Good news can create an empathic place to work
2nd November, 20150 Comments
Written by: Nick Smith MSc
According to research published by the Journal of Personality and Social Psychology, when people are experiencing acts of extraordinary moral goodness, they can experience ‘moral elevation,’ a psychological condition that contributes to the development of positive thoughts and emotions, such as admiration, affection, and love. This can cause physical reactions that have a lasting influence on people’s future actions.
Studies have shown how we are more likely to remember negative events than good ones; this might be why the media focuses more commonly on bad news. These studies also demonstrate that the majority of people are more likely to remember being hurt, or unfairly treated by others, rather than remember when they have experienced kindness and generosity.
New research shows that reading good news not only lifts our mood, but can also change attitudes and help to create a better workplace to work in. However, good news does more than simply cheer us up. New research shows that good news has a strong, positive psychological and social impact on people. It can in time, lead to more empathic attitudes, increased social interactions and other behavioural changes known as pro-social actions. Meaning better functioning teams and workplaces, as people start to feel good about themselves, their workplace and those around them, benefiting everyone.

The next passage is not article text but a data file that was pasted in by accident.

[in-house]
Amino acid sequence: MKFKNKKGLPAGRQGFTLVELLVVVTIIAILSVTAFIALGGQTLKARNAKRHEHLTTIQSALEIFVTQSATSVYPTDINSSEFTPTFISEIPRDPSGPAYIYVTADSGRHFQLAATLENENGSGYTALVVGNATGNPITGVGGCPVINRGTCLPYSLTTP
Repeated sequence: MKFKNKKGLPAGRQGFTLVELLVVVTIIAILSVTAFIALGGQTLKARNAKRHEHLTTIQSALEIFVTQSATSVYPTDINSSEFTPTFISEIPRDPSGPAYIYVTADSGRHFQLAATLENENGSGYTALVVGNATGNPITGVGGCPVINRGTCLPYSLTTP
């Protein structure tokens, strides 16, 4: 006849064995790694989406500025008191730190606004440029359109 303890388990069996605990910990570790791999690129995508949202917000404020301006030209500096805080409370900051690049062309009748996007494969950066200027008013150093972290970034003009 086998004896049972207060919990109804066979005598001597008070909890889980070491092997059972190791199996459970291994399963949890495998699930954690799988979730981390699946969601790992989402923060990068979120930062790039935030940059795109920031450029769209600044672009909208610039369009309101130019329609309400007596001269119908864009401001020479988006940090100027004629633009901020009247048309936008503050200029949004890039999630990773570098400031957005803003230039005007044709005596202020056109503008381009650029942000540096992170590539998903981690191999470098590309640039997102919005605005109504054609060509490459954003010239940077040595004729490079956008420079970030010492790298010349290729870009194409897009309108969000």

Regular coaching can enable you to focus on creating the ‘good news’ you want for yourself.
About the author
Nick holds a MSc in personal, executive and corporate coaching from the University of Lincoln. He is also a NLP Master Practitioner and RocheMartin certified Emotional Intelligence coach.
Nick is flexible in his approach to coaching, he works with people from all walks of life including personal, business, executive and corporate coaching.
Life Coach Directory is not responsible for the articles published by members. The views expressed are those of the member who wrote the article.
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